Note: If you find yourself in a scenario where you think it is impossible to have a conversation with your lead before sending your sponsorship proposal, try again! A pre-proposal conversation will significantly increase your chances of conversion v. sending one before you’ve had a chance. However if it really can’t be done, and you have no option but to send a pre-meeting proposal, do your best to research previous sponsorship activations your lead has participated in. What types of events, charities, websites, and businesses have they partnered with? What were the components of these activations? Do you see any sort of pattern that indicates what their objectives might be, and what assets of yours correspond well to these objectives? Educate yourself as much as you can to increase the likelihood that you are presenting your lead with options they are actually interested in seeing.
Once you’ve landed on a selection of assets for each of the activations you’d like to show your lead, it’s time to build out your Activation section. There are three components you’ll want to include here: Sponsorship Assets, Activation Summary, and Objectives Achieved.
The sponsorship assets section is where you want to outline the exact assets your sponsor would receive as part of this suggested Activation Concept. Include all the elements that would be leveraged, and get specific where necessary. If it’s an event they’ll have on-site space for their brand, what is the square footage? If they’re going to have a VIP section, how many guests will they be able to entertain there? Be very clear so that their expectations align with reality.
Use this section to very clearly showcase that you have your sponsor’s objectives in mind. Highlight the exact objectives you expect to achieve with this Activation Concept, ensuring that they align with the objectives you know to be important to your lead.
Include a single paragraph that brings your Activation Concept home. Be bold, and be captivating. Talk about the reasons you selected the assets you did, and why they’d be beneficial for the lead’s brand. Tie it all together in a way, much like the birthday cards we mentioned at the beginning of this post, has your lead smiling, knowing that what they’re reading was crafted specifically for them.
To include or not to include price…
Like any other sales pitch, presenting pricing information is a delicate dance. Too soon, and you risk scaring off your prospect before they’re able to understand the true value you are providing. Too late, and you risk spending a great deal of time courting a lead, only to discover that your pricing and their budget are nowhere near aligned.
In general, we advise our clients to NOT put the pricing of their assets and activations in their sponsorship proposals. Why? Because this guarantees a follow-up conversation with interested leads. When pricing is included in your proposal, you are giving your lead a very easy “yes or no” question to answer. They’ve read the proposal, seen the value, and seen the pricing – all that’s left is to decide whether or not they want to proceed. However if there’s no pricing in the document, and you’ve done a good job getting the lead excited about the opportunities you’re offering, they’re going to want to set up time to discuss further.
A post-proposal conversation with your lead is the perfect opportunity to ask more questions and gain additional insights, such as:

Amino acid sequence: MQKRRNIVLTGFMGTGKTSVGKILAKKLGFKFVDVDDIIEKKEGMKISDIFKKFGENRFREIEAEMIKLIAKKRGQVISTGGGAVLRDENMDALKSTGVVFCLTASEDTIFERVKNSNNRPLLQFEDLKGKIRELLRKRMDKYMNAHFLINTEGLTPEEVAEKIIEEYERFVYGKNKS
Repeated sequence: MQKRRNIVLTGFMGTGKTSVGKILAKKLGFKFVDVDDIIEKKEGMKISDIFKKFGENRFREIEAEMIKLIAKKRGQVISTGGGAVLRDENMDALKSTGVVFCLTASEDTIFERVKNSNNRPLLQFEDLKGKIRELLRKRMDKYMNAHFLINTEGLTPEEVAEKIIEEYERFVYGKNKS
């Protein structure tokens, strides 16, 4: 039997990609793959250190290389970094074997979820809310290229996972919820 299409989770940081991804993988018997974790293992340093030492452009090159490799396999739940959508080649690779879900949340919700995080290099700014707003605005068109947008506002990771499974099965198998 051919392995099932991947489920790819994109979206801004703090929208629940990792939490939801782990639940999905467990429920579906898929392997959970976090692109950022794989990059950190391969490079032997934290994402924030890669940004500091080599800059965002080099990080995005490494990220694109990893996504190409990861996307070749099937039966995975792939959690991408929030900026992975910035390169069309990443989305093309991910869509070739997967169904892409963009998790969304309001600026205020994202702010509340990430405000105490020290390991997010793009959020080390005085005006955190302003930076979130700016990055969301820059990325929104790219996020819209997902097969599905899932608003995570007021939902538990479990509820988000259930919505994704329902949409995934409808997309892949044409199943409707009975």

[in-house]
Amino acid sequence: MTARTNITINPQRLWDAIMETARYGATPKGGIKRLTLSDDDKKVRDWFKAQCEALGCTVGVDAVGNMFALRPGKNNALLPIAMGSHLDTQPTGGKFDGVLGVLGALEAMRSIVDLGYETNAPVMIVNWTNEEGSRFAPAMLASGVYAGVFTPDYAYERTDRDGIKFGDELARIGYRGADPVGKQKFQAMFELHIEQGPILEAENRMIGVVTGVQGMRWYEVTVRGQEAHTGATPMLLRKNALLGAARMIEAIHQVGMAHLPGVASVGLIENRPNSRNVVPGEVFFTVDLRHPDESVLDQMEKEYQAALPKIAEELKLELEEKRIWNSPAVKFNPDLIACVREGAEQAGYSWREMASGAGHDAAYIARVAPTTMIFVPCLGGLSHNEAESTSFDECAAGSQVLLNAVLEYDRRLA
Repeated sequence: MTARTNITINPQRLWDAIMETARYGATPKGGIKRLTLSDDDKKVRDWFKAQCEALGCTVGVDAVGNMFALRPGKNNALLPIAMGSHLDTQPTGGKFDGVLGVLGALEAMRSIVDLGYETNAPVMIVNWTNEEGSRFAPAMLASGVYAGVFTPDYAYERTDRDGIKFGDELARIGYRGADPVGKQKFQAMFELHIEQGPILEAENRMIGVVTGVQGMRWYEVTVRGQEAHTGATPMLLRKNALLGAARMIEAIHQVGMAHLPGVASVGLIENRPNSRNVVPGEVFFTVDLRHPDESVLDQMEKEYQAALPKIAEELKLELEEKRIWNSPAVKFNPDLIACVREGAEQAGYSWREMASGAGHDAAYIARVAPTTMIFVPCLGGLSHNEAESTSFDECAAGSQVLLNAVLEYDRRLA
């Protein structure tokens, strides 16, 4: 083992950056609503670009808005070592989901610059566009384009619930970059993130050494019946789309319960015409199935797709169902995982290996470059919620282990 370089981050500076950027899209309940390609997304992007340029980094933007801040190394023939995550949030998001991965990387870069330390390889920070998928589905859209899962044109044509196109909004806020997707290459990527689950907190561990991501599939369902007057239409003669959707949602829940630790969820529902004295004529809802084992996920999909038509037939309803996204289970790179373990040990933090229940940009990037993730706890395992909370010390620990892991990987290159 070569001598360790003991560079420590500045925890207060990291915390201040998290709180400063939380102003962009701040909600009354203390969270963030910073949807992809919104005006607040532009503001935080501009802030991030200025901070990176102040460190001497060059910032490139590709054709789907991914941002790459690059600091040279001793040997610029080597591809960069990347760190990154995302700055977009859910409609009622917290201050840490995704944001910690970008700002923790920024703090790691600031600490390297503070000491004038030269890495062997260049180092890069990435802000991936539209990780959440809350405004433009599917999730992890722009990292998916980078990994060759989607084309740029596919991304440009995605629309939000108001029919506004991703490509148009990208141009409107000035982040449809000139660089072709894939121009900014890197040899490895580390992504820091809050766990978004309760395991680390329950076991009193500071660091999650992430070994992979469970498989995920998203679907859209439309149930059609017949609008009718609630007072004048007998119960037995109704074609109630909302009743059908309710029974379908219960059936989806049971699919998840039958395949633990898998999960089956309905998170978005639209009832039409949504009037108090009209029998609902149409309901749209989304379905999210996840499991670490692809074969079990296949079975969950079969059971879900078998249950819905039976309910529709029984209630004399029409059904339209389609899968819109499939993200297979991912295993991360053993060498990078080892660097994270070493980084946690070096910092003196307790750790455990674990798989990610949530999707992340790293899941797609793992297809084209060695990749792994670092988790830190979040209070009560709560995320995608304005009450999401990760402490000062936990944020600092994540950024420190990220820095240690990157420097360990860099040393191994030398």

What do you think about our (event/blog/website)?
How much overlap exists between our target market and the one you’re courting?
Did any of our assets or activations look particularly appealing? Anything that didn’t seem like a good fit?
Any additional objectives you’d be interested in targeting as part of a sponsorship program with us?
You’ve now got the lead talking through all the particulars you need in order to seal the deal. You’ll also understand if you hit the mark with any of your activations, or if you need to go back to the drawing board and refine further. This ensures you develop the perfect activation for them before diving into pricing.
If you do find yourself in a situation where you feel it necessary to include pricing in your proposal, we suggest putting pricing on a separate page from your activations. When price is on the page, it will be the main focus. Get your lead excited about the activation, the assets, and the objectives that will be targeted before they see the price. For more on this concept, be sure to check out our highly-rated online crash course How to Write a Sponsorship Proposal that Earns.
Thank You/Next Steps
After your Activation Concepts, wrap up your sponsorship proposal with a thank you page. Be sure to include you contact information, as well as any relevant notes regarding the next steps in the process. And of course, thank them for taking the time to read through your proposal!
There you have it, the keys to writing a winning sponsorship proposal that earns.
It’s understandable that you may be feeling like you don’t have the time to create a sponsorship proposal this robust and this targeted. You’re busy running your businesses, planning your events, raising money for your charities, and creating content for your blogs. We totally get it! But what’s the cost of not creating a stellar sponsorship proposal? Though you can certainly save yourself some time by creating one of those generic “one-size-fits-all” proposals, is it worth it if you are not able to land any significant sponsors?
The benefit of creating a well planned, custom sponsorship proposal is that your chances of conversion increase significantly. And with increased conversion comes more money, and less time chasing leads. With this sponsorship proposal template we’ve outlined here, you can significantly reduce the amount of brands you chase. Pick your best leads, create a killer proposal, and watch them sign on in record numbers.
Interested in taking a massive shortcut to building a sponsorship proposal that earns? Then be sure to follow the lead of thousands of other sponsorship seekers, and check out our Udemy course How to Write a Sponsorship Proposal that Earns.